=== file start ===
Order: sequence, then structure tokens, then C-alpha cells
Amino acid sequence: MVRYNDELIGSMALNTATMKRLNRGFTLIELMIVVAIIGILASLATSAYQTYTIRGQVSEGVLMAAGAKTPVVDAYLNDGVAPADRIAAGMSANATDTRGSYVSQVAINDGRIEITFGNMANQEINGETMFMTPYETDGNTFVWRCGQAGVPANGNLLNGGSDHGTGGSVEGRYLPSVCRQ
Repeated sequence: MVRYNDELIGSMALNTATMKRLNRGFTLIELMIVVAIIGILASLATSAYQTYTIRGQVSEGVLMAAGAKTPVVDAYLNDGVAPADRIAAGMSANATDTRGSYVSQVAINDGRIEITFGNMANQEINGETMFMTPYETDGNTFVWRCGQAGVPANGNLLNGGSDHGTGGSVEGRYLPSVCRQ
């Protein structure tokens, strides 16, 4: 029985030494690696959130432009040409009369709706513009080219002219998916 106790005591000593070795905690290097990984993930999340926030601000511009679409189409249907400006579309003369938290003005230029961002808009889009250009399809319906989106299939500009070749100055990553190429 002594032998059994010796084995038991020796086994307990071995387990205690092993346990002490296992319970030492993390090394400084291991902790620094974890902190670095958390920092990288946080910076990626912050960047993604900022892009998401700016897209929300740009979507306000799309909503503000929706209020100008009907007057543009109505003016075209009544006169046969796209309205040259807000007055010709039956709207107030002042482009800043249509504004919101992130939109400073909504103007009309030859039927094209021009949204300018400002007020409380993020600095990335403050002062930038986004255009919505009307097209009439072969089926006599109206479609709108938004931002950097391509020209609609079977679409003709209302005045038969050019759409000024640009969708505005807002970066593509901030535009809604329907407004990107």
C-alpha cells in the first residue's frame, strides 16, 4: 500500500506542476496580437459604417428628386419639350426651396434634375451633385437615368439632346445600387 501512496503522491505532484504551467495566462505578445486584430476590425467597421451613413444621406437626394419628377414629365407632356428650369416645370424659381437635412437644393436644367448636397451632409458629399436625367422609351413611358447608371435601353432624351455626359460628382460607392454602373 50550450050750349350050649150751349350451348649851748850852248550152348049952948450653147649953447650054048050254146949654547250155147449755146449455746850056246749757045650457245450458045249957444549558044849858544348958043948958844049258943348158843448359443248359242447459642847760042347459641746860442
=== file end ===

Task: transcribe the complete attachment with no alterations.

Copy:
Order: sequence, then structure tokens, then C-alpha cells
Amino acid sequence: MVRYNDELIGSMALNTATMKRLNRGFTLIELMIVVAIIGILASLATSAYQTYTIRGQVSEGVLMAAGAKTPVVDAYLNDGVAPADRIAAGMSANATDTRGSYVSQVAINDGRIEITFGNMANQEINGETMFMTPYETDGNTFVWRCGQAGVPANGNLLNGGSDHGTGGSVEGRYLPSVCRQ
Repeated sequence: MVRYNDELIGSMALNTATMKRLNRGFTLIELMIVVAIIGILASLATSAYQTYTIRGQVSEGVLMAAGAKTPVVDAYLNDGVAPADRIAAGMSANATDTRGSYVSQVAINDGRIEITFGNMANQEINGETMFMTPYETDGNTFVWRCGQAGVPANGNLLNGGSDHGTGGSVEGRYLPSVCRQ
């Protein structure tokens, strides 16, 4: 029985030494690696959130432009040409009369709706513009080219002219998916 106790005591000593070795905690290097990984993930999340926030601000511009679409189409249907400006579309003369938290003005230029961002808009889009250009399809319906989106299939500009070749100055990553190429 002594032998059994010796084995038991020796086994307990071995387990205690092993346990002490296992319970030492993390090394400084291991902790620094974890902190670095958390920092990288946080910076990626912050960047993604900022892009998401700016897209929300740009979507306000799309909503503000929706209020100008009907007057543009109505003016075209009544006169046969796209309205040259807000007055010709039956709207107030002042482009800043249509504004919101992130939109400073909504103007009309030859039927094209021009949204300018400002007020409380993020600095990335403050002062930038986004255009919505009307097209009439072969089926006599109206479609709108938004931002950097391509020209609609079977679409003709209302005045038969050019759409000024640009969708505005807002970066593509901030535009809604329907407004990107």
C-alpha cells in the first residue's frame, strides 16, 4: 500500500506542476496580437459604417428628386419639350426651396434634375451633385437615368439632346445600387 501512496503522491505532484504551467495566462505578445486584430476590425467597421451613413444621406437626394419628377414629365407632356428650369416645370424659381437635412437644393436644367448636397451632409458629399436625367422609351413611358447608371435601353432624351455626359460628382460607392454602373 50550450050750349350050649150751349350451348649851748850852248550152348049952948450653147649953447650054048050254146949654547250155147449755146449455746850056246749757045650457245450458045249957444549558044849858544348958043948958844049258943348158843448359443248359242447459642847760042347459641746860442